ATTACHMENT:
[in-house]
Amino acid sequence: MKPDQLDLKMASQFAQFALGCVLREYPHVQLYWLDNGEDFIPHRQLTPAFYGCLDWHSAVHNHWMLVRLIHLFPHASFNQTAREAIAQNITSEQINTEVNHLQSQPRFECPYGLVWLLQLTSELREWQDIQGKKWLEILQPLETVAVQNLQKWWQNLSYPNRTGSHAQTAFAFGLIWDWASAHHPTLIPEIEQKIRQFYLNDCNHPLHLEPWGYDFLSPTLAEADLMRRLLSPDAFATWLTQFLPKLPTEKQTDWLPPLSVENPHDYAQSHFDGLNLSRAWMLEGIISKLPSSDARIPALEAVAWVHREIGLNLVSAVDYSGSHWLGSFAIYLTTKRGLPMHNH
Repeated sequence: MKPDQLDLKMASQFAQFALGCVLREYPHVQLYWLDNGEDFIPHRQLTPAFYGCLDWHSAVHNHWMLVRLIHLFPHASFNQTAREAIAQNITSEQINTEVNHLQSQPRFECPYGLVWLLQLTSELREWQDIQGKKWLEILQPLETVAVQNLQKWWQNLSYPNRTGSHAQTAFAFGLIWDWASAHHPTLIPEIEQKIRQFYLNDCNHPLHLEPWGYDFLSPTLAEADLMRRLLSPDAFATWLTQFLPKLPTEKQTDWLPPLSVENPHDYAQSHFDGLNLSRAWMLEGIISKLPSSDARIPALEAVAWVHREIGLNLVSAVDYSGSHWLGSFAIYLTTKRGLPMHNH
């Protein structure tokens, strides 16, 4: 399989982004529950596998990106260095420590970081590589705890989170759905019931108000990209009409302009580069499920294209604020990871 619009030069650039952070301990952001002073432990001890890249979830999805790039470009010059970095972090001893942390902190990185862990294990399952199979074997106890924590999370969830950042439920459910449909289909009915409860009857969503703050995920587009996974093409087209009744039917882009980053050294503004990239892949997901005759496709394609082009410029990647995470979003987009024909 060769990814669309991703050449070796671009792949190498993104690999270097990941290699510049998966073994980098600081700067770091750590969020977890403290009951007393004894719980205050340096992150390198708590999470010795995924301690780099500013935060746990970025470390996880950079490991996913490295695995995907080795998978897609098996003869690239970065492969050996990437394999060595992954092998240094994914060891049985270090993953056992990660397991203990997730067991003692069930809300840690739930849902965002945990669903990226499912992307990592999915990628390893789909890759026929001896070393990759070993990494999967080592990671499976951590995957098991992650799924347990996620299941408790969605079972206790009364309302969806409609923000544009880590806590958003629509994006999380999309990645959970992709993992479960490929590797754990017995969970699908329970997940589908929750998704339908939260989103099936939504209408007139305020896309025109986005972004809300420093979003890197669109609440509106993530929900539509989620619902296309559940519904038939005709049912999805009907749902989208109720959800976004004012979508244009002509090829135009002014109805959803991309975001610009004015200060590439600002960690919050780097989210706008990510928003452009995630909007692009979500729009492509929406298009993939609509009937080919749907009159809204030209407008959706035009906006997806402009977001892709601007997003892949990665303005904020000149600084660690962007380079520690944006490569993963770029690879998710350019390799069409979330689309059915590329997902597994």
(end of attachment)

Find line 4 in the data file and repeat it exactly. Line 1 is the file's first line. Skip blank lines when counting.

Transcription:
């Protein structure tokens, strides 16, 4: 399989982004529950596998990106260095420590970081590589705890989170759905019931108000990209009409302009580069499920294209604020990871 619009030069650039952070301990952001002073432990001890890249979830999805790039470009010059970095972090001893942390902190990185862990294990399952199979074997106890924590999370969830950042439920459910449909289909009915409860009857969503703050995920587009996974093409087209009744039917882009980053050294503004990239892949997901005759496709394609082009410029990647995470979003987009024909 060769990814669309991703050449070796671009792949190498993104690999270097990941290699510049998966073994980098600081700067770091750590969020977890403290009951007393004894719980205050340096992150390198708590999470010795995924301690780099500013935060746990970025470390996880950079490991996913490295695995995907080795998978897609098996003869690239970065492969050996990437394999060595992954092998240094994914060891049985270090993953056992990660397991203990997730067991003692069930809300840690739930849902965002945990669903990226499912992307990592999915990628390893789909890759026929001896070393990759070993990494999967080592990671499976951590995957098991992650799924347990996620299941408790969605079972206790009364309302969806409609923000544009880590806590958003629509994006999380999309990645959970992709993992479960490929590797754990017995969970699908329970997940589908929750998704339908939260989103099936939504209408007139305020896309025109986005972004809300420093979003890197669109609440509106993530929900539509989620619902296309559940519904038939005709049912999805009907749902989208109720959800976004004012979508244009002509090829135009002014109805959803991309975001610009004015200060590439600002960690919050780097989210706008990510928003452009995630909007692009979500729009492509929406298009993939609509009937080919749907009159809204030209407008959706035009906006997806402009977001892709601007997003892949990665303005904020000149600084660690962007380079520690944006490569993963770029690879998710350019390799069409979330689309059915590329997902597994």